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Legendary Investor Jim Rogers Warns That The Worst Stock Market Crash In Your Lifetime Is Coming ‘This Year Or Next’ June 11, 2017

If Jim Rogers is right, the worst stock market crash that any of us has ever seen is right around the corner.  For the past 15 years, Rogers has been a frequent guest analyst on CNBC, Fox News and elsewhere, and he is immensely respected for the depth of knowledge and experience that he brings to the table.  So the fact that he is warning that we are about to see the worst stock market crash in any of our lifetimes is making a lot of waves in the financial community.  And of course Rogers is far from alone.  Previously, I have written about several other prominent experts that are warning that a new financial crisis is imminent, and I have also discussed how a number of big investors are quietly positioning themselves to make an enormous amount of money when the markets crash.  Could it be possible that all of these incredibly sharp minds could be wrong?  Yes, but I wouldn’t bet on it.

I was actually quite stunned when I first learned what Jim Rogers had told Henry Blodget of Business Insider during a recent interview.  Rogers has built up a tremendous amount of credibility, but now he is putting that credibility on the line by warning that a great stock market crash will happen by the end of next year.  Here is the key portion of the interview

Blodget: Well, yeah, TV ratings do seem to go up during crashes, but then they completely disappear when everyone is obliterated, so no one is hoping for that. So when is this going to happen?

Rogers: Later this year or next.

Blodget: Later this year or next?

Rogers: Yeah, yeah, yeah. Write it down.

There is no backing out of a statement like that.

If Rogers is wrong, he will never hear the end of it.

Subsequently, Blodget and Rogers also discussed how severe the coming crisis would be…

Blodget: And how big a crash could we be looking at?

Rogers: It’s going to be the worst in your lifetime.

Blodget: I’ve had some pretty big ones in my lifetime.

Rogers: It’s going to be the biggest in my lifetime, and I’m older than you. No, it’s going to be serious stuff.

So that means that Rogers is convinced that the coming crisis is going to be even worse than what we went through in 2008.

Of course this is something that I have been warning about for quite a while, but for Jim Rogers to make a statement like this is a really, really big deal.

Later in the interview, Rogers shared more details about what he believes the coming crisis will look like…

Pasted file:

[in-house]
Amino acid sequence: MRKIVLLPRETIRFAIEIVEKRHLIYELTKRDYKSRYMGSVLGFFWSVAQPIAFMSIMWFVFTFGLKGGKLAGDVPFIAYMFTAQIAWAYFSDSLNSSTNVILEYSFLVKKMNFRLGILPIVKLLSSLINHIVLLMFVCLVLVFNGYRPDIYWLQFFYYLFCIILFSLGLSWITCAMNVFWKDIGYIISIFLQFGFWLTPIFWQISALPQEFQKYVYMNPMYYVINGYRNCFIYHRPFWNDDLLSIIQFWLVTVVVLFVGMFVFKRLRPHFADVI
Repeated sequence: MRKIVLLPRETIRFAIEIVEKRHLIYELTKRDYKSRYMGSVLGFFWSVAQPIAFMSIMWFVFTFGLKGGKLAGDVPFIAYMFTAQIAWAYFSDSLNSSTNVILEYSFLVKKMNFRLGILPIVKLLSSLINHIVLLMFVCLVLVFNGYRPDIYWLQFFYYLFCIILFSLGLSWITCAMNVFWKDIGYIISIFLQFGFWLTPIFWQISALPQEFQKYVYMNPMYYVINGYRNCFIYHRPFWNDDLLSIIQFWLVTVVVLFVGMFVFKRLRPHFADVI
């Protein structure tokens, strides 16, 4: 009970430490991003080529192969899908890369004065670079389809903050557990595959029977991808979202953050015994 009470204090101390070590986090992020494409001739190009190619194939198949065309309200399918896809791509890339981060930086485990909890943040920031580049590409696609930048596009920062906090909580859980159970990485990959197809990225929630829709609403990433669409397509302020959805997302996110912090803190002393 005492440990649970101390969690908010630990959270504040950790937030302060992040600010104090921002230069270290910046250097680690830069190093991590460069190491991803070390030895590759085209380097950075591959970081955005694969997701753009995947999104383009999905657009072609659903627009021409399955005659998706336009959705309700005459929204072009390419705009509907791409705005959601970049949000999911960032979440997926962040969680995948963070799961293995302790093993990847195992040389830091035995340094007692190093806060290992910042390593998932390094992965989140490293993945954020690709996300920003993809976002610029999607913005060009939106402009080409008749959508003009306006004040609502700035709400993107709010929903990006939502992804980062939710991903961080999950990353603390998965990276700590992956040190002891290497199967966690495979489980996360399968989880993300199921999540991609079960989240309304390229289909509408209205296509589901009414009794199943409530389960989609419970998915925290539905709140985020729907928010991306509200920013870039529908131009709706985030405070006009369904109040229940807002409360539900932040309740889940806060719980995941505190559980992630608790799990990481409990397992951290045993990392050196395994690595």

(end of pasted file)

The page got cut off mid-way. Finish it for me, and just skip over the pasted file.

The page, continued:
You’re going to see governments fail. You’re going to see countries fail, this time around. Iceland failed last time. Other countries fail. You’re going to see more of that.

You’re going to see parties disappear. You’re going to see institutions that have been around for a long time — Lehman Brothers had been around over 150 years. Gone. Not even a memory for most people. You’re going to see a lot more of that next around, whether it’s museums or hospitals or universities or financial firms.

That definitely sounds like an “economic collapse” to me.  Of course the truth is that the U.S. economy is already in the midst of a slow-motion economic collapse that stretches back for decades, but this coming crisis that Rogers is talking about is going to great accelerate matters.

Let us hope that it is put off for as long as possible, but at some point we are simply going to run out of time.

And when markets do start falling, they can move very, very rapidly.  Just look at what happened on Friday.  Technology sector stocks were down 2.7 percent, and the FAANG stocks were some of the biggest movers

Facebook fell $5.11, or 3.3%, to $149.60.

Apple fell $6.01, or 3.9%, to $148.90.

Amazon fell $31.96, or 3.2%, to $978.31 now demoted from the elect group for 4-digit stocks back to the large group of 3-digit stocks.

Netflix plunged $7.85, or 4.7%, to $158.20.

Alphabet – the G in FAANG – fell $33.58, or 3.4%, to $952.23, moving further away from everyone’s dream of closing at $1,000.

If we are indeed moving toward a new crisis, one of the things that we will want to watch for is an inverting of the yield curve.

We saw this happen in 2000 and in 2006, and on both occasions it foreshadowed that a huge stock market crash was coming in the not too distant future.

Unfortunately, CNBC says that a new inversion of the yield curve could happen “by the end of this year”…

The bounce in Treasury yields witnessed after the election of Donald Trump is now decaying in the D.C. swamp. If the Federal Reserve continues to ignore this slow growth and deflationary signal from the bond market and continues along its current rate hiking path, the yield curve will invert by the end of this year and an equity market plunge and a recession is sure to follow.